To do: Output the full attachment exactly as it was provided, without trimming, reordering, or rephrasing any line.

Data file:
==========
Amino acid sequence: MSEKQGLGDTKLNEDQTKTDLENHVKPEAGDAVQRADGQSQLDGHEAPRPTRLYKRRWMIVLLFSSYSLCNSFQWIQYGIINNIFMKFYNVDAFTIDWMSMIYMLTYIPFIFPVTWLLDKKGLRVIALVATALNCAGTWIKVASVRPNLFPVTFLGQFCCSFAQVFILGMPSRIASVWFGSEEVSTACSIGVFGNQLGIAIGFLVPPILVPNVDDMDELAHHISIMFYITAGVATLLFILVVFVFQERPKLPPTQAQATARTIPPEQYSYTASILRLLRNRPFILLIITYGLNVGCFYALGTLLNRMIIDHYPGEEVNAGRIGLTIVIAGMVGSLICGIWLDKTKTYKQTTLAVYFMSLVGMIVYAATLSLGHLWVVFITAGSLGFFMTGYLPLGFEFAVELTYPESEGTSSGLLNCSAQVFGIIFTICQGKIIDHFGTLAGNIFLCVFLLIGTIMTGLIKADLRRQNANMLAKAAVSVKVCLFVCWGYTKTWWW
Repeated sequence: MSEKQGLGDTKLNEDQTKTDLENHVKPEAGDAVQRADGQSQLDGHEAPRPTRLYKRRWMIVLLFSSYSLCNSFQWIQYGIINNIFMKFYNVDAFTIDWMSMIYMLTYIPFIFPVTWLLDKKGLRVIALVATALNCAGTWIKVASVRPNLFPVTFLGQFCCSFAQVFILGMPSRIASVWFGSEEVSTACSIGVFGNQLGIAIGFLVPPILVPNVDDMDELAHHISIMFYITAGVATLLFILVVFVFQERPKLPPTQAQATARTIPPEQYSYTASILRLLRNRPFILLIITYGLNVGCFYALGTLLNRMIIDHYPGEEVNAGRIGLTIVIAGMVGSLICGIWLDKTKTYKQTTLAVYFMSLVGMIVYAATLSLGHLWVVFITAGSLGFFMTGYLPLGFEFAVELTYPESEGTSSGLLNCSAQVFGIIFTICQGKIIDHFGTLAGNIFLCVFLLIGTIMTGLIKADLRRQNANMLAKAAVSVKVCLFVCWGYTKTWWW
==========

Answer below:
Amino acid sequence: MSEKQGLGDTKLNEDQTKTDLENHVKPEAGDAVQRADGQSQLDGHEAPRPTRLYKRRWMIVLLFSSYSLCNSFQWIQYGIINNIFMKFYNVDAFTIDWMSMIYMLTYIPFIFPVTWLLDKKGLRVIALVATALNCAGTWIKVASVRPNLFPVTFLGQFCCSFAQVFILGMPSRIASVWFGSEEVSTACSIGVFGNQLGIAIGFLVPPILVPNVDDMDELAHHISIMFYITAGVATLLFILVVFVFQERPKLPPTQAQATARTIPPEQYSYTASILRLLRNRPFILLIITYGLNVGCFYALGTLLNRMIIDHYPGEEVNAGRIGLTIVIAGMVGSLICGIWLDKTKTYKQTTLAVYFMSLVGMIVYAATLSLGHLWVVFITAGSLGFFMTGYLPLGFEFAVELTYPESEGTSSGLLNCSAQVFGIIFTICQGKIIDHFGTLAGNIFLCVFLLIGTIMTGLIKADLRRQNANMLAKAAVSVKVCLFVCWGYTKTWWW
Repeated sequence: MSEKQGLGDTKLNEDQTKTDLENHVKPEAGDAVQRADGQSQLDGHEAPRPTRLYKRRWMIVLLFSSYSLCNSFQWIQYGIINNIFMKFYNVDAFTIDWMSMIYMLTYIPFIFPVTWLLDKKGLRVIALVATALNCAGTWIKVASVRPNLFPVTFLGQFCCSFAQVFILGMPSRIASVWFGSEEVSTACSIGVFGNQLGIAIGFLVPPILVPNVDDMDELAHHISIMFYITAGVATLLFILVVFVFQERPKLPPTQAQATARTIPPEQYSYTASILRLLRNRPFILLIITYGLNVGCFYALGTLLNRMIIDHYPGEEVNAGRIGLTIVIAGMVGSLICGIWLDKTKTYKQTTLAVYFMSLVGMIVYAATLSLGHLWVVFITAGSLGFFMTGYLPLGFEFAVELTYPESEGTSSGLLNCSAQVFGIIFTICQGKIIDHFGTLAGNIFLCVFLLIGTIMTGLIKADLRRQNANMLAKAAVSVKVCLFVCWGYTKTWWW